For decades, home security was a pretty easy thing to consider. As well as putting locks on windows and doors, you would consider an alarm, and that alarm would consist of sensors around the home in key points and a big box on the wall outside.
Everyone knew you had an alarm, and all burglars knew that if they triggered it, a deafening sound would be heard across the neighbourhood.
For the householder, it could be beefed up with some CCTV just in case the thieves scarpered with the DVD player, but that was pretty much that.
However, over the past few years, technology has gone a little crazy.
Of course, there are still alarm systems, and they still do what they used to do, but there are options for the householder that go way beyond an alarm.
For example, a camera can be attached to the wall of a room, or even just popped on a bookshelf and it will signal you via your smartphone if it notices something is up. Only a few years ago, this was impossible, but suddenly, there are dozens of these items available.
The trouble is, are they as secure as we're told? And do they have the potential to create more and more sinister problems?
The problem with many of these devices is that they work by constantly connecting to the Internet. This is necessary so that you can be alerted if they're triggered. The camera will wake and then send an alert to your phone; you'll then be able to log in and view what's going on. All well and good. But usually it's only protected with a password, and as a fallible human, are you sure your password is secure enough?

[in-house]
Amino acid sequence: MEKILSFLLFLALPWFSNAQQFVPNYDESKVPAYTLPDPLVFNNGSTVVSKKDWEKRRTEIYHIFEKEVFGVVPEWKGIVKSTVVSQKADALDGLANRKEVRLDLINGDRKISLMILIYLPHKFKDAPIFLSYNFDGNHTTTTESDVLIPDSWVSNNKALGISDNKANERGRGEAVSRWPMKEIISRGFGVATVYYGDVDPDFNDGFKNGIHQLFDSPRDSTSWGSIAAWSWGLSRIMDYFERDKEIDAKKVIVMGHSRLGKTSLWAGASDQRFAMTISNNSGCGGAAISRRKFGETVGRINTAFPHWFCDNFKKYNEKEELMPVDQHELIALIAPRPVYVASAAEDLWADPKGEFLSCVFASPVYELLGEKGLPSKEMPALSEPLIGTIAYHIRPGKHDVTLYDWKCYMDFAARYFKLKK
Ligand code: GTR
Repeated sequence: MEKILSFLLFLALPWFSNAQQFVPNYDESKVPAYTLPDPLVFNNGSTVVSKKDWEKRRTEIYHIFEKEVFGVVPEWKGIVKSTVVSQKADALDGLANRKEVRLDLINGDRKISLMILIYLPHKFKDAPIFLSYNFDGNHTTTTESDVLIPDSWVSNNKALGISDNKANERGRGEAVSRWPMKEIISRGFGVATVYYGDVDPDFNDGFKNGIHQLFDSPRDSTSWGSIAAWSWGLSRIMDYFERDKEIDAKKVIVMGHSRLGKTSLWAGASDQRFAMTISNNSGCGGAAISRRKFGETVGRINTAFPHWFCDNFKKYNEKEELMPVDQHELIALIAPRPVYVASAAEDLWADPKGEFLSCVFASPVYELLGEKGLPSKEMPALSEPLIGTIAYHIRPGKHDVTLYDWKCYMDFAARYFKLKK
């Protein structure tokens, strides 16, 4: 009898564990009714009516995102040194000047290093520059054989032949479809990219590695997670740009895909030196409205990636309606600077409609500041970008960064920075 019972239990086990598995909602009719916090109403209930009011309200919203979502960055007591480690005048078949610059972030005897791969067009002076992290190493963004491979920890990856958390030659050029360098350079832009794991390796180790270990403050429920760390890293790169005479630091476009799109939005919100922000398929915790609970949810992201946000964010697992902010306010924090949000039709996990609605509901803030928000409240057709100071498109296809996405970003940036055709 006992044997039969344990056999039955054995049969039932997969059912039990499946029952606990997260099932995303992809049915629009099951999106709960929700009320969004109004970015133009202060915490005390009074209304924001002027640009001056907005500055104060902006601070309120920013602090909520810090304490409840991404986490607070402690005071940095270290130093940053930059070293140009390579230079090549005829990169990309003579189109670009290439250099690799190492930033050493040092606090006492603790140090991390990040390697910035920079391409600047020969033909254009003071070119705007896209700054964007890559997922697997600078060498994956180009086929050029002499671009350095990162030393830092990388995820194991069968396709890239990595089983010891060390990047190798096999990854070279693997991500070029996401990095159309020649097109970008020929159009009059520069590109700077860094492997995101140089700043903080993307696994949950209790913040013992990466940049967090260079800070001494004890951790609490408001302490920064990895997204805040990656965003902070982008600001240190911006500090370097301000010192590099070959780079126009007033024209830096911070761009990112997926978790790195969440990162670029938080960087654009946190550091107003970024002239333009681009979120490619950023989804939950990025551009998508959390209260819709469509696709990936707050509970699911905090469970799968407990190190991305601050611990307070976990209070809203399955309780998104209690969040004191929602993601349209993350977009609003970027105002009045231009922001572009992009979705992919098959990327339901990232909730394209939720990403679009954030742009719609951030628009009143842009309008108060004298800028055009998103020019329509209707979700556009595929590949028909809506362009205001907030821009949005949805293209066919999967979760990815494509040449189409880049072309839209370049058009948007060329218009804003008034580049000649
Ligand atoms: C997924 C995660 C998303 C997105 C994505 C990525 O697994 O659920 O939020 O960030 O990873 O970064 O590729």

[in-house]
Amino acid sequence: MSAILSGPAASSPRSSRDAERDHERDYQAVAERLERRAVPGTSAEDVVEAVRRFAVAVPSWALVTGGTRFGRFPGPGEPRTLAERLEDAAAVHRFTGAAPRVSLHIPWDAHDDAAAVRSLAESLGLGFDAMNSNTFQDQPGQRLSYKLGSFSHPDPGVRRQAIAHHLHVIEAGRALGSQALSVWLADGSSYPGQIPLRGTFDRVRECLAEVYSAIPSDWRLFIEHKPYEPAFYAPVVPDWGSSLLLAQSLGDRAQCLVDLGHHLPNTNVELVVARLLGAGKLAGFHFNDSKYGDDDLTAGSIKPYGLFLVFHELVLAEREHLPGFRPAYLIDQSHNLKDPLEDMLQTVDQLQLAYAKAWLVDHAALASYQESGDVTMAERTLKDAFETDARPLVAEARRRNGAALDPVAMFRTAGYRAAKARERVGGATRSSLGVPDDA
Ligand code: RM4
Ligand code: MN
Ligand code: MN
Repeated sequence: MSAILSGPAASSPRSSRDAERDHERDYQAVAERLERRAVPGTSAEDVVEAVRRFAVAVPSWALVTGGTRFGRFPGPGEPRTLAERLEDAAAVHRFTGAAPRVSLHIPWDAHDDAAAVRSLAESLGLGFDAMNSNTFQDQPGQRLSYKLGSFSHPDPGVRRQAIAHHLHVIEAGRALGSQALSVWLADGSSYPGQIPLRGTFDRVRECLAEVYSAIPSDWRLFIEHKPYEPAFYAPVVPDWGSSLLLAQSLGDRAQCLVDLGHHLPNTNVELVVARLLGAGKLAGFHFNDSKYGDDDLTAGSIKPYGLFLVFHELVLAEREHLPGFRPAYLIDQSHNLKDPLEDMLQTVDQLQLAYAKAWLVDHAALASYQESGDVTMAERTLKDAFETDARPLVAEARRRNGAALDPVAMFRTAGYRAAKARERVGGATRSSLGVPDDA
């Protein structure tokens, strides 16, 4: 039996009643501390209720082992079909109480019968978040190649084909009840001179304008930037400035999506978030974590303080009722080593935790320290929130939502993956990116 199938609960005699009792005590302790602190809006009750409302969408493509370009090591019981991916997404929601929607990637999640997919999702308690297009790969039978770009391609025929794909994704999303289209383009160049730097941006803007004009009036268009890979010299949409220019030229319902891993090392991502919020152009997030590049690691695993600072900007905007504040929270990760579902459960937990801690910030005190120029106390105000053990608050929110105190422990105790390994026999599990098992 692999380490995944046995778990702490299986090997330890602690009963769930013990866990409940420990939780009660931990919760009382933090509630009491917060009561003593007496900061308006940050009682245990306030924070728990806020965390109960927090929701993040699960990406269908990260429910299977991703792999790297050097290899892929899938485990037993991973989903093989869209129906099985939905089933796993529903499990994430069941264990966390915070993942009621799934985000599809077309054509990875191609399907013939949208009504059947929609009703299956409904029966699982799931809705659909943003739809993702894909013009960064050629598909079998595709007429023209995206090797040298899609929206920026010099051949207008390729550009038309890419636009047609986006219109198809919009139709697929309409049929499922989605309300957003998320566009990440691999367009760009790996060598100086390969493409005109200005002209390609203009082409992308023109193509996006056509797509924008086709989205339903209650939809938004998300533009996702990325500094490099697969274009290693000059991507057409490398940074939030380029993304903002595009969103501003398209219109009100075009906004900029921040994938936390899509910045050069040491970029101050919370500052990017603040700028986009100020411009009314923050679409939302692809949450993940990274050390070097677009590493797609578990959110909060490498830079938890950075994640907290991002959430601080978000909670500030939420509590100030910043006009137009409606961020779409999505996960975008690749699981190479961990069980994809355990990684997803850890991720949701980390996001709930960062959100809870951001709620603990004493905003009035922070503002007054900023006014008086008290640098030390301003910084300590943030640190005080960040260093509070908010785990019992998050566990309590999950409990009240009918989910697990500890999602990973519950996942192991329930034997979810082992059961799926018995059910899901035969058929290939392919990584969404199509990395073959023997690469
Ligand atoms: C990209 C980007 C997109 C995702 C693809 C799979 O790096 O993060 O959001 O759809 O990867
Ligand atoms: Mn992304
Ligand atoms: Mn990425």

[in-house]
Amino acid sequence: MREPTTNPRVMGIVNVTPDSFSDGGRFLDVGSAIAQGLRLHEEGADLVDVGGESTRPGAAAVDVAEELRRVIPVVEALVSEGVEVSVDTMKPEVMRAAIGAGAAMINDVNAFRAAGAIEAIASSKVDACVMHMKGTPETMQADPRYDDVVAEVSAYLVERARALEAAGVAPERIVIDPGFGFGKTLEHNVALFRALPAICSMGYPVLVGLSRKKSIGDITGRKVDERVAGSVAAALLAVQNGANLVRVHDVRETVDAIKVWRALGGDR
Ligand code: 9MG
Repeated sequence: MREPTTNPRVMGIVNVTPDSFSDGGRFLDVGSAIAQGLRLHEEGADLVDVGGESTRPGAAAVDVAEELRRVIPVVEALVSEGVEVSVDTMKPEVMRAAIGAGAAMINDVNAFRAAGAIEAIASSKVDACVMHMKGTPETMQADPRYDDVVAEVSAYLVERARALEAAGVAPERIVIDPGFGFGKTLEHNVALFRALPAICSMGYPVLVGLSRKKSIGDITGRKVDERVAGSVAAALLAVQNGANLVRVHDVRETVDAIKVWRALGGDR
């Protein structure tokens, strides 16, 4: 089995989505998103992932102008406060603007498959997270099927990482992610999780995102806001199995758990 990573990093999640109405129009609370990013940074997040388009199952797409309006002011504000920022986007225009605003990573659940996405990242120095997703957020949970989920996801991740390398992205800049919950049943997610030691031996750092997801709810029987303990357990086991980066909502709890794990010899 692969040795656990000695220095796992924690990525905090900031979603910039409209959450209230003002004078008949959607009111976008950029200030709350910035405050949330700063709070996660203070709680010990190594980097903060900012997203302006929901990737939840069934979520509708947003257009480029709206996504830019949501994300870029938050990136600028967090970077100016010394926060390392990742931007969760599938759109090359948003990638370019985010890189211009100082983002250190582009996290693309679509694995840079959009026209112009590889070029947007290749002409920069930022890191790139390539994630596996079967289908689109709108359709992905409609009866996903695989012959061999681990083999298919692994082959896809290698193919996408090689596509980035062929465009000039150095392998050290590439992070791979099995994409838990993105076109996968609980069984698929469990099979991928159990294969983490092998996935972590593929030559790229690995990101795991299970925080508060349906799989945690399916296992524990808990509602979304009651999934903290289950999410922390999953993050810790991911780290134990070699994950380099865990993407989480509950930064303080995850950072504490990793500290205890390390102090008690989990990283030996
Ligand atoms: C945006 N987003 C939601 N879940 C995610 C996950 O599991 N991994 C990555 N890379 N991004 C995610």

In fact, some sites have leaked live footage from cameras where the default passwords have been used, leading to concerns over privacy.
As reported at Network World:
These cameras are supposed to give us a sense of security, however, it seems many of them are open to abuse, can be hacked into easily, and viewed by anyone. What if they're being used to watch over a child? Creepy.
Of course, that's only cameras. As the "Internet of Things" grows momentum, we could see even more devices being connected to the web, what could hackers do with those?
Self-opening doors, Internet connected kettles and fridges, home heating systems that can be controlled remotely, what else can be connected in this way?
In fact, British Gas had to redesign their Hive system when it was found that it could be hacked:
Hive heating app allows customers to control their thermostat remotely
But data on when heating is on and off is transmitted without encryption
Which? suggests that burglars could work out when householders are likely to be away from home
British Gas has started encrypting the data in response to investigation
We are putting more and more information out there for everyone to see, and it seems that while everyone gets excited about a new privacy fear from Facebook, they're quite happy to connect their house and everything in it to the web.
Of course, the reason these things happen is usually because of the rush to get the latest technology up and running as quickly as possible. We buy the latest gadget and rather than sit and look through the instructions, we connect it to the net, switch it on and when the blue light flashes, we're happy!
But with a bit of work and research, you can make sure you're protected, here's a quick guide:
With just a bit of common sense, and by taking your time with new technology, you can make the most of the benefits it gives you while mitigating any security risk.